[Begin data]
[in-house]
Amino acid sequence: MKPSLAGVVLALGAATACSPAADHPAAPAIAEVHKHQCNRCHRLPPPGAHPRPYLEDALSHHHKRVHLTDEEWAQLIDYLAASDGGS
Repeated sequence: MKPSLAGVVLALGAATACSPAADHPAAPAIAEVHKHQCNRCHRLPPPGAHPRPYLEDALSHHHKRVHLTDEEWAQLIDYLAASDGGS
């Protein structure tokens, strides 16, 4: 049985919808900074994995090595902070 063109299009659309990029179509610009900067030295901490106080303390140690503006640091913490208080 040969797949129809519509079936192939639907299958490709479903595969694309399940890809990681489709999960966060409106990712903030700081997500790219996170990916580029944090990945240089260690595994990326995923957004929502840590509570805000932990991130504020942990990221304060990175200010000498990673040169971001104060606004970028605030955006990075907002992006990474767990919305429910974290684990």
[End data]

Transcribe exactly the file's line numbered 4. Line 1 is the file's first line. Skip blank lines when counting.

């Protein structure tokens, strides 16, 4: 049985919808900074994995090595902070 063109299009659309990029179509610009900067030295901490106080303390140690503006640091913490208080 040969797949129809519509079936192939639907299958490709479903595969694309399940890809990681489709999960966060409106990712903030700081997500790219996170990916580029944090990945240089260690595994990326995923957004929502840590509570805000932990991130504020942990990221304060990175200010000498990673040169971001104060606004970028605030955006990075907002992006990474767990919305429910974290684990």